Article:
Environmental engineering should underpin everything with Matthew Allen
About Matthew Allen
Matt lives in Perth, WA with his family. He travels a lot with his company, Subcon – a Global subsea stabilisation company where he is CEO.
Matt holds a Bachelor of Technology in Marine Engineering, a Bachelor of Engineering in Naval Architecture and an Executive Masters in Business Administration.
During his time as an engineer he has worked at BHP, Clough, Woodside Energy and Chevron. Matt’s works have included gas platforms, umbilicals and subsea pumps, marine asset stabilisation and artificial reef solutions.
@17.08: Matt’s first role as an engineer was a doozy. He worked on the tension leg platform, doing all the ballasting. He relied on skills he got from his Naval architecture background for this role.
@20.20: A highlight for Matt was working on North Rankin while at Woodside. He had a budget of nearly half a billion dollars. The sheer scale and size was something he enjoyed. “Everyone wants to be a pirate at the end of day”
But it was also the comraderie and dedication of the people he had help him deliver the project that he enjoyed
“projects are delivered by teams of people that have a vision and have a passion for making it go really well”
Hot Topic discussion
@24min: Matt is concerned about sea level rise and the effects of climate change
“if you can give engineers a problem and a bucket full of cash, they’ll come up with an answer for it”
Matt touches on a solution very early into his discussion of this hot topic
“environmental engineering should be a part of what every engineer does regardless of your discipline”
Dom very much supports this solution and even mentions what he says to his own engineers
“ESD shouldn’t be a separate component of design, it should just be a fundamental part of every design”
When engineers and customers are able to deliver solution which improve the environment, there is a great sense of satisfaction for all involved.
But it can be difficult to get the customer’s onboard such environmentally beneficial solutions. Such an example was with a project his company – Subcon – delivered last year. An artificial reed in Exmouth Gulf, WA.
“because it’s new, it gets met with a lot of trepidation”
Recreational fishing market is an $8 billion market and has had a massive impact on the sea life. An argument that Subcon are trying to influence society with is
“sustainable fishing should be the, the lowest benchmark that we’re trying to attain. And actually, we should be aiming for abundant fishing resources”
@32min: Solutions are discussed
“the only way you’re ever going to change it is to ask the question”
Matt discusses his experiences with Exmouth artificial reef
“we innovate freely, but we deliver rigorously”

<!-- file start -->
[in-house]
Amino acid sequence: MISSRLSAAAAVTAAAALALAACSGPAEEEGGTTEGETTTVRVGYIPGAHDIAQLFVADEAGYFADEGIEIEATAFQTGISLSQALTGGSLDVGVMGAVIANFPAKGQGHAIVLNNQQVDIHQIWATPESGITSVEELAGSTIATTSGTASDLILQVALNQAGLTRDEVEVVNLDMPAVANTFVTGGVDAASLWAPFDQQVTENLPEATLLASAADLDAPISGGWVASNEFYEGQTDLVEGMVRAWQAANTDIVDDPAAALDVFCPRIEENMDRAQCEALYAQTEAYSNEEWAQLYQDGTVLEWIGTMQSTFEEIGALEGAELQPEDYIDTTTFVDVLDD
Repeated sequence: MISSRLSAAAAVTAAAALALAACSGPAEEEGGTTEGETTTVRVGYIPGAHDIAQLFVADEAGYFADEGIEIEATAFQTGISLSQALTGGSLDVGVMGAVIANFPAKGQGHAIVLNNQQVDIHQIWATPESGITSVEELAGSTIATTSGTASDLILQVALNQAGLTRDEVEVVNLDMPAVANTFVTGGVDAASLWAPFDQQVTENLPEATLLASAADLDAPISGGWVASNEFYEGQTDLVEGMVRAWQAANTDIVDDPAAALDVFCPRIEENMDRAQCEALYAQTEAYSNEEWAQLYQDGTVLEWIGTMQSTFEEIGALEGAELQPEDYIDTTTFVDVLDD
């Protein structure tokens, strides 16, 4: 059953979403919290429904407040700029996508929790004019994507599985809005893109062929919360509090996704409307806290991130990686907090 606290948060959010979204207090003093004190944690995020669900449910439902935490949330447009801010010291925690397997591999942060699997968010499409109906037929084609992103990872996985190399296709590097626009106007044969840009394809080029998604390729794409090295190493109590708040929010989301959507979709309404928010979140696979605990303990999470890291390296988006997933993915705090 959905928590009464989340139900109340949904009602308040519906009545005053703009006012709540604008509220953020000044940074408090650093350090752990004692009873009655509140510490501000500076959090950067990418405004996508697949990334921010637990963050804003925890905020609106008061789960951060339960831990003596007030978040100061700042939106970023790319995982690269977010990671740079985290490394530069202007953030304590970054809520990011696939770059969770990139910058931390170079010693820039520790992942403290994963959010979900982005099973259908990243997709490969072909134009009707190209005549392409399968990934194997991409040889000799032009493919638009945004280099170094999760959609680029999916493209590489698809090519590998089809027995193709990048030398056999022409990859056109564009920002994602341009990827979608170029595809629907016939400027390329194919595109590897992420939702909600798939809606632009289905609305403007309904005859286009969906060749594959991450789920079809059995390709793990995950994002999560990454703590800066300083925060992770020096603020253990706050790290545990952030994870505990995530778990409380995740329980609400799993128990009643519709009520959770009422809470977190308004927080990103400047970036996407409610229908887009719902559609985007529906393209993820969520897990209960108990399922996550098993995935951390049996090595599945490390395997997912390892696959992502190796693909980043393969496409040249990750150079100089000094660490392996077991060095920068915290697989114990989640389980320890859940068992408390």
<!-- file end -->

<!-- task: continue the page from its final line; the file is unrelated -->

You need to be absolutely confident. Come up with the solution, get it thoroughly tested and present it with authority to the market. You will get a different response than just being a Cowboy.
And it’s not just the customer that needs to accept the solution, the entire community needs to be taken on the journey “the other really interesting part of …. the Exmouth project is the cultural change that we bought about because we had to take the whole community on a journey towards acceptability of this method of repurposing structures”. This requires patience, it’s very much a time thing.
Anytime something goes into the environment – be it a mine or an oil rig, there’s always an opportunity to put ESD into the equation. “there’s certainly a growing body of knowledge around how to fit things into the environment better, it starts with an engineer researching it”
During this podcast, you will also reflect on:
@13.51: The importance of identifying your strengths and weaknesses and using them to progress your career
“I managed to surround myself with really, really smart engineers that can do the analysis and things like that. And I’ve been kind of the practical glue in the middle that helps deliver”
@18.30: The joys of watching movies with engineers! Naturally, Deep Water Horizon comes up in conversation. Matt has a bit of experience working on such vessels.
It is so important – for yourself, your reputation and for society, to ensure engineering solutions are fully tested out prior to being sold to a customer.
@39.41: The future of engineering won’t be drastically different for engineers “I think it’s the same as it’s always been, which is solve problems for people”
“I think engineers are put on the earth to make life better”
How important it is to learn from the past. Lessons learned in project reviews are great, but Matt highly rates “we used to have a mantra that we’d say… drink beer with old guys and learn from their mistakes”
An engineering item for discussion… Forth Bridge in Scotland“just an amazing piece of engineering that was delivered“…. “the guys conceived that with lead pencils and slide rules”
Forth Bridge, image thanks to Jonny McKenna from Unsplash
An engineer to admire…Sue Murphy. She continuedall the very important work of great engineers of the past like CY O’Connor. “for me she embodies the engineer that becomes a senior executive and a leader”. “she should be very proud of … the legacy she’s left for Western Australia”
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